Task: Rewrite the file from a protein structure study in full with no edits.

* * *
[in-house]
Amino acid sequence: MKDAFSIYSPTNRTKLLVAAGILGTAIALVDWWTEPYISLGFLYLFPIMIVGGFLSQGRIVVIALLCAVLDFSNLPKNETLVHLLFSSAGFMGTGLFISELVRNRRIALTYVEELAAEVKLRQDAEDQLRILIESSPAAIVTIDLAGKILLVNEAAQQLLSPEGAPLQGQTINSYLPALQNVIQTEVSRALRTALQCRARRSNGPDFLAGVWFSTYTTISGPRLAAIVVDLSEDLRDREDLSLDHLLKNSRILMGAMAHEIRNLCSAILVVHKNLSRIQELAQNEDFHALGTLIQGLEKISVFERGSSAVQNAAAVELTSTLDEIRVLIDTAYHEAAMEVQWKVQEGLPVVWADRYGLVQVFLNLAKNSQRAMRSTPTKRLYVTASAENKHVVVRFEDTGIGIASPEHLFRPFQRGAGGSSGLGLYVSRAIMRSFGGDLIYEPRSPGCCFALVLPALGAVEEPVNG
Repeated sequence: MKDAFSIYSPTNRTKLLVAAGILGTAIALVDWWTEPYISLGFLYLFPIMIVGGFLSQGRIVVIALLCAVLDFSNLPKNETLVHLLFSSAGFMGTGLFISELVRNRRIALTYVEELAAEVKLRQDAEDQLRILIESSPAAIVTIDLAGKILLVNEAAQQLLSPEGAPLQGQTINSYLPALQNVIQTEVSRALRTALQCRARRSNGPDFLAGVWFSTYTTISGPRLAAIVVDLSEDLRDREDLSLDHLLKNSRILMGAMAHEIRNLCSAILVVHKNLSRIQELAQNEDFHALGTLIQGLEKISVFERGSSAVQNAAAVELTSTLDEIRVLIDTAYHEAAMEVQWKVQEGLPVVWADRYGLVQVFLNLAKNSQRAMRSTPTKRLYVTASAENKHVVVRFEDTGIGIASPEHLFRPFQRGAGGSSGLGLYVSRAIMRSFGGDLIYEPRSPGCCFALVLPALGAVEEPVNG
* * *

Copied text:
[in-house]
Amino acid sequence: MKDAFSIYSPTNRTKLLVAAGILGTAIALVDWWTEPYISLGFLYLFPIMIVGGFLSQGRIVVIALLCAVLDFSNLPKNETLVHLLFSSAGFMGTGLFISELVRNRRIALTYVEELAAEVKLRQDAEDQLRILIESSPAAIVTIDLAGKILLVNEAAQQLLSPEGAPLQGQTINSYLPALQNVIQTEVSRALRTALQCRARRSNGPDFLAGVWFSTYTTISGPRLAAIVVDLSEDLRDREDLSLDHLLKNSRILMGAMAHEIRNLCSAILVVHKNLSRIQELAQNEDFHALGTLIQGLEKISVFERGSSAVQNAAAVELTSTLDEIRVLIDTAYHEAAMEVQWKVQEGLPVVWADRYGLVQVFLNLAKNSQRAMRSTPTKRLYVTASAENKHVVVRFEDTGIGIASPEHLFRPFQRGAGGSSGLGLYVSRAIMRSFGGDLIYEPRSPGCCFALVLPALGAVEEPVNG
Repeated sequence: MKDAFSIYSPTNRTKLLVAAGILGTAIALVDWWTEPYISLGFLYLFPIMIVGGFLSQGRIVVIALLCAVLDFSNLPKNETLVHLLFSSAGFMGTGLFISELVRNRRIALTYVEELAAEVKLRQDAEDQLRILIESSPAAIVTIDLAGKILLVNEAAQQLLSPEGAPLQGQTINSYLPALQNVIQTEVSRALRTALQCRARRSNGPDFLAGVWFSTYTTISGPRLAAIVVDLSEDLRDREDLSLDHLLKNSRILMGAMAHEIRNLCSAILVVHKNLSRIQELAQNEDFHALGTLIQGLEKISVFERGSSAVQNAAAVELTSTLDEIRVLIDTAYHEAAMEVQWKVQEGLPVVWADRYGLVQVFLNLAKNSQRAMRSTPTKRLYVTASAENKHVVVRFEDTGIGIASPEHLFRPFQRGAGGSSGLGLYVSRAIMRSFGGDLIYEPRSPGCCFALVLPALGAVEEPVNG